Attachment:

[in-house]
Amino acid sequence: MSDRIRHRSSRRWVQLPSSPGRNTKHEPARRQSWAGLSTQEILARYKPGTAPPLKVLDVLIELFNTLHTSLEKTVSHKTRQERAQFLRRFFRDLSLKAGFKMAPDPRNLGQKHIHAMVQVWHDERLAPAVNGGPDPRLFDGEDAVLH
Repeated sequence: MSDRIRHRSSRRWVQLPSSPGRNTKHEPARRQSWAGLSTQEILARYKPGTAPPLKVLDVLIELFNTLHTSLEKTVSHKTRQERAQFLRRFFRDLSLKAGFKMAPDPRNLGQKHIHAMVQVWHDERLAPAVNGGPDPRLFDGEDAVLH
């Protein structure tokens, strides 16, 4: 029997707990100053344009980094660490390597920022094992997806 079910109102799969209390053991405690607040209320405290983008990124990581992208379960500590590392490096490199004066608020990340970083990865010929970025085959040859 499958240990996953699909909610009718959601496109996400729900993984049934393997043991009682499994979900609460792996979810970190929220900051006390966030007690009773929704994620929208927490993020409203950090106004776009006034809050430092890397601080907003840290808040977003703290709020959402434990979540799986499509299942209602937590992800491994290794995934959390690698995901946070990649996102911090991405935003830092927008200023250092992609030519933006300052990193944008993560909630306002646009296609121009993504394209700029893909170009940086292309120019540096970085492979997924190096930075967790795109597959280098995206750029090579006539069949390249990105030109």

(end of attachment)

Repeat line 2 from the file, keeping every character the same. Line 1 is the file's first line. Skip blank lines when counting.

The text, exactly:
Amino acid sequence: MSDRIRHRSSRRWVQLPSSPGRNTKHEPARRQSWAGLSTQEILARYKPGTAPPLKVLDVLIELFNTLHTSLEKTVSHKTRQERAQFLRRFFRDLSLKAGFKMAPDPRNLGQKHIHAMVQVWHDERLAPAVNGGPDPRLFDGEDAVLH